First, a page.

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Bayern Munich delivers public rebuke of Flick’s public wish to exit contract

Bayern Munich

MUNICH, GERMANY - MARCH 13: Hans-Dieter Flick (R), head coach of Bayern Muenchen, speaks to the media next to Karl-Heinz Rummenigge, CEO of FC Bayern Muenchen, during a press conference of FC Bayern Muenchen on March 13, 2020 in Munich, Germany. (Photo by M. Donato/FC Bayern via Getty Images)

FC Bayern via Getty Images

Bayern Munich is very unhappy with Hansi Flick’s public declaration that he wants to leave the club after two “fantastic years” in charge.

Flick’s men are out of the Champions League, which they won last year, but well on track to run away with the Bundesliga for a second-straight season.

With the domestic honors (almost completely) under wraps and the Germany national team job opening up after EURO, Flick is ready to leave Bayern with an impeccable record and nothing left to prove to the Allianz Arena set.

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But the former Germany assistant’s post-match comments asking for his contract to be terminated after the season are not living well in Munich, even after Flick carefully expressed his position with a series of positives about Bayern.

“I am delighted with my team and I am grateful to the club for being allowed to train such a team,” is an example.

The club’s board has released the following statement, which clearly will neither change anything nor make anyone look good, but something something about power...

FC Bayern head coach Hansi Flick made public his wish to terminate his contract, which runs until June 2023, at the end of the current season. Hansi Flick had informed the FC Bayern München AG executive board of this wish during the past week. Hansi Flick and FC Bayern had agreed to place the focus on the matches against VfL Wolfsburg, Bayer 04 Leverkusen (20 April) and 1. FSV Mainz 05 (24 April), in order not to disrupt the concentration of the whole club on these three important matches.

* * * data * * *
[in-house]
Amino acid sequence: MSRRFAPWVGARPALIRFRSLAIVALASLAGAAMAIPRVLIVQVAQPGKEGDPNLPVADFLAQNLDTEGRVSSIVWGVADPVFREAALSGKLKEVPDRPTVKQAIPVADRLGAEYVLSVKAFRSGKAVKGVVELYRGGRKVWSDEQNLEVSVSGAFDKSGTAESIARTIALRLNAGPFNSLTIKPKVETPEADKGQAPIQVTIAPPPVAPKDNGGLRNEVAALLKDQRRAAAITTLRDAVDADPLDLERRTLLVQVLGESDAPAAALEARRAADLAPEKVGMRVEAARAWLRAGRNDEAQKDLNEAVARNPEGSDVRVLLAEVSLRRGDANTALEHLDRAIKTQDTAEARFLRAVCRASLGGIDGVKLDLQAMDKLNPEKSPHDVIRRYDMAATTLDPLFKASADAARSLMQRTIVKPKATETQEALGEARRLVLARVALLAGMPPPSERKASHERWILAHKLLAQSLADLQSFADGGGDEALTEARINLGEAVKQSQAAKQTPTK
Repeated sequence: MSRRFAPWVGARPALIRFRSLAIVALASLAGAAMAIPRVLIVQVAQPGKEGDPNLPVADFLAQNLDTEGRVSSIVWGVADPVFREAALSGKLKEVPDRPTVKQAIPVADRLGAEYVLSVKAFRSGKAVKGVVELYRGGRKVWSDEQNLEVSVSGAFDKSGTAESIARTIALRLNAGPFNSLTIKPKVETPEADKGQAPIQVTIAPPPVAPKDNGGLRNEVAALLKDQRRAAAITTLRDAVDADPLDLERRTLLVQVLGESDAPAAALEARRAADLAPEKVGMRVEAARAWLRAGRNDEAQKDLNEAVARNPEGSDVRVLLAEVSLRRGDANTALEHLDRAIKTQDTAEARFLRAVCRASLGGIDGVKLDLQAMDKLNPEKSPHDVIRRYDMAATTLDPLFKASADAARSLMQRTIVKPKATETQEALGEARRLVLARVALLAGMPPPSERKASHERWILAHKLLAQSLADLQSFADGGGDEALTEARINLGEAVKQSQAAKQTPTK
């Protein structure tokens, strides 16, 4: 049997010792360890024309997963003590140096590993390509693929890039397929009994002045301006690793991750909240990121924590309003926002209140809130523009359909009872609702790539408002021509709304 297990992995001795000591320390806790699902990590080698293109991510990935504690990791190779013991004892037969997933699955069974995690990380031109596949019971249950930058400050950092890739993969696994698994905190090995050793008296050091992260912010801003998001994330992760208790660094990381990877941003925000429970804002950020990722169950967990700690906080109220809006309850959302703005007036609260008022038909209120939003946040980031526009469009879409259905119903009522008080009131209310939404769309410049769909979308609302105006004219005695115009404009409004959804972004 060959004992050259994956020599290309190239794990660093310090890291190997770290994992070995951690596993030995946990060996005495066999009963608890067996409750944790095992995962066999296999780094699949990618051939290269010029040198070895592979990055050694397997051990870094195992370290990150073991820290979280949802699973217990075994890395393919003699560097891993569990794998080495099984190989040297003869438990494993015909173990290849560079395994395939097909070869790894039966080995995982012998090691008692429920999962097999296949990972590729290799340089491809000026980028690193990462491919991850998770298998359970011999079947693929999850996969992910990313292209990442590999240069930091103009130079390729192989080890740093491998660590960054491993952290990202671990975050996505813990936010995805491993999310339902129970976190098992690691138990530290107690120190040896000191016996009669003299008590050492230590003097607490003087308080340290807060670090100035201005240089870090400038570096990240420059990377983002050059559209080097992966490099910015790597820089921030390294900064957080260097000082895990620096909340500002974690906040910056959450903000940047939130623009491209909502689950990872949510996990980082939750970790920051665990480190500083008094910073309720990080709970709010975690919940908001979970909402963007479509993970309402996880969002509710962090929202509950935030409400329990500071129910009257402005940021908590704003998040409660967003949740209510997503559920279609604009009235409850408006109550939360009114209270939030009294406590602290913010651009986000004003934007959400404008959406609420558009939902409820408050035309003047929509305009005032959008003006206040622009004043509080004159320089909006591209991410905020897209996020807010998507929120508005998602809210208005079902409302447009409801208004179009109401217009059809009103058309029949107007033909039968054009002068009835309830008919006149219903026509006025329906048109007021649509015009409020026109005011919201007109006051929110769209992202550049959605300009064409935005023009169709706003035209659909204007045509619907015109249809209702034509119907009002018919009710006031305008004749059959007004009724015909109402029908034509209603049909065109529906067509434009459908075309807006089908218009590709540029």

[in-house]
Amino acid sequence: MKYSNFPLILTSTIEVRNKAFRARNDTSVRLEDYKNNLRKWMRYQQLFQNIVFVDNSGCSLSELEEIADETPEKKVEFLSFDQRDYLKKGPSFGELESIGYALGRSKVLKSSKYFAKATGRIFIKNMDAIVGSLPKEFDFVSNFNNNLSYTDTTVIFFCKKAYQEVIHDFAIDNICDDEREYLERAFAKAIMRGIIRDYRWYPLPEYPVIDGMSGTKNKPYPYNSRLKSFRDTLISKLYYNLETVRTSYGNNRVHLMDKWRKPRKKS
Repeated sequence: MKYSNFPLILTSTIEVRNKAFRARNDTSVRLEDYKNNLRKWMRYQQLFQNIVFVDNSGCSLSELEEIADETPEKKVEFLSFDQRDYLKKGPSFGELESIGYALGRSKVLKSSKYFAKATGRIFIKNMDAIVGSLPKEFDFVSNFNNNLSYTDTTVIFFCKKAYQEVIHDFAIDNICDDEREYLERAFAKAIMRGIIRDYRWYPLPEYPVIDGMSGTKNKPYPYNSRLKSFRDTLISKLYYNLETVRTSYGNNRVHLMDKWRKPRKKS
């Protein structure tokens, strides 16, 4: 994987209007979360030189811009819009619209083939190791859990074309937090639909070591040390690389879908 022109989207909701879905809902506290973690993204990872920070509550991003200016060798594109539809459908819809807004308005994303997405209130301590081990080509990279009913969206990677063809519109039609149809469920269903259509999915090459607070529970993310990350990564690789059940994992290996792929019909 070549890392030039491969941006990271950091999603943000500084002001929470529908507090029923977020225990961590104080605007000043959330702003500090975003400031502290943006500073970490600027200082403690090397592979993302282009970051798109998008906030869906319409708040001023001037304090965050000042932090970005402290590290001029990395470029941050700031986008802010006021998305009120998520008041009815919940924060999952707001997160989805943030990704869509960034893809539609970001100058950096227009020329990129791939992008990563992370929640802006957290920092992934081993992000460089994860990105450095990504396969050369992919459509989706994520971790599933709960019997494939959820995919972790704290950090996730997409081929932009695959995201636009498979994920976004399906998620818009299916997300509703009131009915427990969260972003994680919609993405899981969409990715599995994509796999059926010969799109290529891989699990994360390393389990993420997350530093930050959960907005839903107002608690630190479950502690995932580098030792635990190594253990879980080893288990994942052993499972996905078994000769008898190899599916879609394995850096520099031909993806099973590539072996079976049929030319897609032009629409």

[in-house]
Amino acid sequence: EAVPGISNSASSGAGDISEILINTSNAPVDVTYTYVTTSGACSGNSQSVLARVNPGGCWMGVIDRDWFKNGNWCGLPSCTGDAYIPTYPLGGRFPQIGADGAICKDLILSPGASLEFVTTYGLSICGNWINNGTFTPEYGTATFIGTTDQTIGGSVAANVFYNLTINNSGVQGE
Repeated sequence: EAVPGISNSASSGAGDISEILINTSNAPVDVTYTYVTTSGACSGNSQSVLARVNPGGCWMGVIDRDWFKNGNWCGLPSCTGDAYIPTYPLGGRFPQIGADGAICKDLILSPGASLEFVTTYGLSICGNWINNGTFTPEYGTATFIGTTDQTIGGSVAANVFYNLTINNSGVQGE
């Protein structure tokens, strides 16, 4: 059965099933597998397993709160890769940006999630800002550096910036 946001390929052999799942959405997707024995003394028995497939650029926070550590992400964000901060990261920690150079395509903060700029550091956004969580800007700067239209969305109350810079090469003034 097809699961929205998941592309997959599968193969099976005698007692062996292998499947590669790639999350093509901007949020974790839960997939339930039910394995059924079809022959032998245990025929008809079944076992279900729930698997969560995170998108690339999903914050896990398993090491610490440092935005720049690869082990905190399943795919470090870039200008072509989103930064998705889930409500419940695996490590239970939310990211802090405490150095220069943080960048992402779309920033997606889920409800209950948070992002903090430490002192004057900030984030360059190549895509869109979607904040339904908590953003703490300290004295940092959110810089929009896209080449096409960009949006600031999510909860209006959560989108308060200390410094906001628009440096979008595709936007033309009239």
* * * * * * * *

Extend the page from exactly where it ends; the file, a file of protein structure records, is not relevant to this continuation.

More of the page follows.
FC Bayern disapproves of the unilateral communications issued by Hansi Flick and will continue talks after the match at Mainz, as agreed.

Even if this is just a “We’ll figure it out later” message, it feels unnecessarily strong if the club had any designs on either keeping Flick around or appearing cognizant of the transitory nature of all managers or at least the added power of very successful ones.

Flick’s gone, Bayern looks worse for it, and we’re not sure this makes someone like Julian Nagelsmann think, “Hmm, I’ve said no to Real Madrid and am royalty at Leipzig as the world’s most sought-after young manager. Let me leave for this situation, where they’ve ripped apart the boss who cleaned up a mess and won all the time.”

When you consider that Bayern performed well enough to beat PSG despite a distinct lack of Robert Lewandowski, one of the world’s most lethal and in-form finishers, it’s a weird look for the Bavarians.

Follow @NicholasMendola